Do we need Gatekeepers?

by Clare Langley-Hawthorne

Recently the concept of a ‘gatekeeper’ seems to have become a pejorative term for the agents, editors and other players in the traditional publishing world. With the advent of ‘indie’ publishing we’ve seen a lot of negativity surrounding the concept of ‘gatekeeper’ and for some, I think, the concept itself seemed outdated and irrelevant. 

I’ve come across two recent posts, however, defending the ‘gatekeeper’ – one by author Chris Pavone (see In Praise of Editors, Agents and every other Gatekeeper in Publishing) and the other by book editor Daniel Menaker (see The Gatekeeper. In praise of publishers who move readers and units) and they raise some interesting points in praise of the profession. I do believe that my own books benefited from the rigour imposed by this ‘gatekeeper’ model (both in terms of books acquired and not acquired:)). Along the way I always felt my writing improved from each round of revision and feedback. That of course, doesn’t have to happen within a traditional model – there are many fine independent editors who can apply just the same level of rigour to an author’s work (I just haven’t used them so I can’t really speak to this experience). 

I thought it would be interesting to get your take on both these ‘defences’ of the gatekeeper model and to see how TKZers felt the current state of the industry helps or hinders authors in terms of both curating the best work possible and getting readers to connect with writers (and books) that they might enjoy. There’s no doubt in my mind that the book world is now an incredible crowded one – one that I personally find hard to navigate as both a reader and a writer.

So what do you think?
Is there still a place for the traditional gatekeeper model? 

Becoming your own gatekeeper

I’d like to piggyback onto Clare’s topic yesterday, about the role of gatekeepers in publishing. After I posted my comment yesterday, I found myself doing an internal rant about the subject, so I thought I might as well share it here.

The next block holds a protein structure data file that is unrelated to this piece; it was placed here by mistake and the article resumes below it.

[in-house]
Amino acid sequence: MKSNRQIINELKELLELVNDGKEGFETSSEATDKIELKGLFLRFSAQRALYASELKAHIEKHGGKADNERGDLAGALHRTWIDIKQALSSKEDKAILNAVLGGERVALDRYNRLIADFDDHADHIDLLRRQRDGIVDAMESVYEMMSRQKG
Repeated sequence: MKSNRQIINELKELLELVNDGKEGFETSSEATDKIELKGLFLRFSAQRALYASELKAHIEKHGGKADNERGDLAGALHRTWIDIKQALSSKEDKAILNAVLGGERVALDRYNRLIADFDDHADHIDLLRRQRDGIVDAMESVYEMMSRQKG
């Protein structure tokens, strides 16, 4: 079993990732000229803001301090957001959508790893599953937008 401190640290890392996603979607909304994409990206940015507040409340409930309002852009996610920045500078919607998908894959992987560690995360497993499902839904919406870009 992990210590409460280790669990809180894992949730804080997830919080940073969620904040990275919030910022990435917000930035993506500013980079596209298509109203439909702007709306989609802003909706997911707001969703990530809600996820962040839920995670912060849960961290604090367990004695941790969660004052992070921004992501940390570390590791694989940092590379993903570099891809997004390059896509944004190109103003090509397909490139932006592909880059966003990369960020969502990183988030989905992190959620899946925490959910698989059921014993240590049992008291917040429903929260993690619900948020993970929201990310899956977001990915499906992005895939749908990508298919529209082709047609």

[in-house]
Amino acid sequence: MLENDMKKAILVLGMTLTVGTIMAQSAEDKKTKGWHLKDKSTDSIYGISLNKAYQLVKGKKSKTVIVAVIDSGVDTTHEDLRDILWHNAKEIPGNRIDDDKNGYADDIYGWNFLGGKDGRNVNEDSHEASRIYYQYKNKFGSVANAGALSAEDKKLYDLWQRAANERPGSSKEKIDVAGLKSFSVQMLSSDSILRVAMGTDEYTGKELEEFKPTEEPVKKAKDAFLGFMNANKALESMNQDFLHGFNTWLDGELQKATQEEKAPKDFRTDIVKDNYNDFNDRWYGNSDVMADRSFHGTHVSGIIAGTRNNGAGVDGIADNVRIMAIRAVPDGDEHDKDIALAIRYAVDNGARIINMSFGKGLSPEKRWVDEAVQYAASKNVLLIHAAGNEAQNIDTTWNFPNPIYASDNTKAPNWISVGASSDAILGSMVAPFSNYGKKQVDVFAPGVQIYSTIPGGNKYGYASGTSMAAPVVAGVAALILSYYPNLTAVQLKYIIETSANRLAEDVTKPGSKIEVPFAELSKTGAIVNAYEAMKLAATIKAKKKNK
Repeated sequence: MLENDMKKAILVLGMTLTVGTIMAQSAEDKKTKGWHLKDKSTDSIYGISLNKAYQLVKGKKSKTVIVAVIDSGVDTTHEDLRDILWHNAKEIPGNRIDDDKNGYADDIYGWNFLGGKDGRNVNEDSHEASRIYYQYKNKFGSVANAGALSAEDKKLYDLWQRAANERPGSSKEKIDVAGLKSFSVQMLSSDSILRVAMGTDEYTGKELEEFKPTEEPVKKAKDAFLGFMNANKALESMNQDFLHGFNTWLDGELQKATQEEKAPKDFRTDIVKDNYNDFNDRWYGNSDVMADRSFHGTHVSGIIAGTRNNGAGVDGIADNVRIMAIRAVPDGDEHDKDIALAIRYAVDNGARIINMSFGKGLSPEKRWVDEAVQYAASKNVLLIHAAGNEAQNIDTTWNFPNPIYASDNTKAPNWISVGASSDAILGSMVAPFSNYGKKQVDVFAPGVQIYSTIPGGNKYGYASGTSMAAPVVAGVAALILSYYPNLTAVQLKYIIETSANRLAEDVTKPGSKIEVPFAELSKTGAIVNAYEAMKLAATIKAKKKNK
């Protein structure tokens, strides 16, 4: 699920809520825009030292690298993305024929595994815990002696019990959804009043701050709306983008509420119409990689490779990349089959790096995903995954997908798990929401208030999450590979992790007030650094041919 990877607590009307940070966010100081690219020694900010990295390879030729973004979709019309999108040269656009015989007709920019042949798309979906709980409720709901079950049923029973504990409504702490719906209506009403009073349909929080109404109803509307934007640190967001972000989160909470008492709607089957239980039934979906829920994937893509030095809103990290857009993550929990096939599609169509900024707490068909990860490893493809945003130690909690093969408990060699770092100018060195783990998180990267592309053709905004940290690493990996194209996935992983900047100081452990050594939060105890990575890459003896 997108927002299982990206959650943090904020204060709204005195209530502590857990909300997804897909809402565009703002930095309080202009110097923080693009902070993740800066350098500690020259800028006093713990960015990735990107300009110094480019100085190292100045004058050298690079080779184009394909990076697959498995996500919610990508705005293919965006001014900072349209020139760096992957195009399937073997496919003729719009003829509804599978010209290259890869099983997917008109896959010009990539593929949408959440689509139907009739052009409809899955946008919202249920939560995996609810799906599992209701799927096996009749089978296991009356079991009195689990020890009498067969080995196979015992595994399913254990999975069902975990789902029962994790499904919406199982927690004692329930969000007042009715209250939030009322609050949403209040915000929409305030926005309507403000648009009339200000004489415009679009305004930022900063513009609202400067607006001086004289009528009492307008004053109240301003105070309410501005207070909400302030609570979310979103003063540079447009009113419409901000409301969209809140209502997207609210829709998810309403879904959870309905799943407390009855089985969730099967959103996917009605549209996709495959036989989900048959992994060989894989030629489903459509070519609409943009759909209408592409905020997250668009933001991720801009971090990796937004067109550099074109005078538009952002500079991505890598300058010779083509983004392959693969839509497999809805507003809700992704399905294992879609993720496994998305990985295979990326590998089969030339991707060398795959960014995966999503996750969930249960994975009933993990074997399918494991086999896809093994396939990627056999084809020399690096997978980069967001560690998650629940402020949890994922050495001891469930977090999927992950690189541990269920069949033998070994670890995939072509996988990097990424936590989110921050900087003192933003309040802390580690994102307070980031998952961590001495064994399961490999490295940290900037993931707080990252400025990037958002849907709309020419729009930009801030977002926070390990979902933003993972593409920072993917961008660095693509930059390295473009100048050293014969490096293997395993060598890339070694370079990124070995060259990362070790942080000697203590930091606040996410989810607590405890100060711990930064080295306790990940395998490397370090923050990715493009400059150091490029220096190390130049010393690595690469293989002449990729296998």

Here’s what I really think about gatekeepers: No matter which path you take to becoming published, legacy or indie, you must act as your own gatekeeper.

Lesson #1 I learned when I got published: You don’t get much editing.

When I first got a writing contract, I expected to have lengthy, cozy conversations with my editor about my work. Granted, we lived on opposite coasts, but I expected to get some sort of in-depth discussion about where my drafts needed overhaul. What I typically got, instead, was a one-page email of bullet points. I was amazed by how few significant changes were expected. Even a bit suspicious.

As I met and talked with other writers who worked for Big 6 publishers, I heard similar stories. Here was the bottom line: Agents and editors sign you only if they think you’re already publishable. They don’t take writers who need work.

Of course, a publisher can be wrong about your writing. Sometimes they put it out there, and it doesn’t sell. (We writers like to bemoan lousy covers or inattentive publicity departments for this failure to thrive.)

Now comes along indie publishing. Indie writers will have to become their own gatekeepers. But here’s the truth: We writers  are always our own gatekeepers. We’re wasting our time if we put stuff out there that isn’t “publishable.” We have to be able to know when our work is ready for publication. And especially, when it’s not.

One thing I notice a lot in critique groups: Writers submit  material before it’s ready. Sometimes a writer will turn to me with hopeful eyes and say, “Do you think my piece is ready to send out?” Most of the time I have to say (reluctantly, because I like the person) “no.” What I don’t understand is writers who can’t figure that out for themselves.

When you’re ready to self-publish (or submit to an agent or publisher), you must compare your work to what’s already on the bookshelves. Does it measure up? Are you sure? With my own work, I am extremely reluctant to submit it. Only deadlines have ever forced me to push the Send button. (Knowing when a draft is finished–that’s a blog topic for another day).

I know I’m preaching to the choir here. Most TKZ’ers visit our little blog in the cybersphere because we’re  obsessive about perfecting our craft.

As Captain Picard would say, “Make it so.”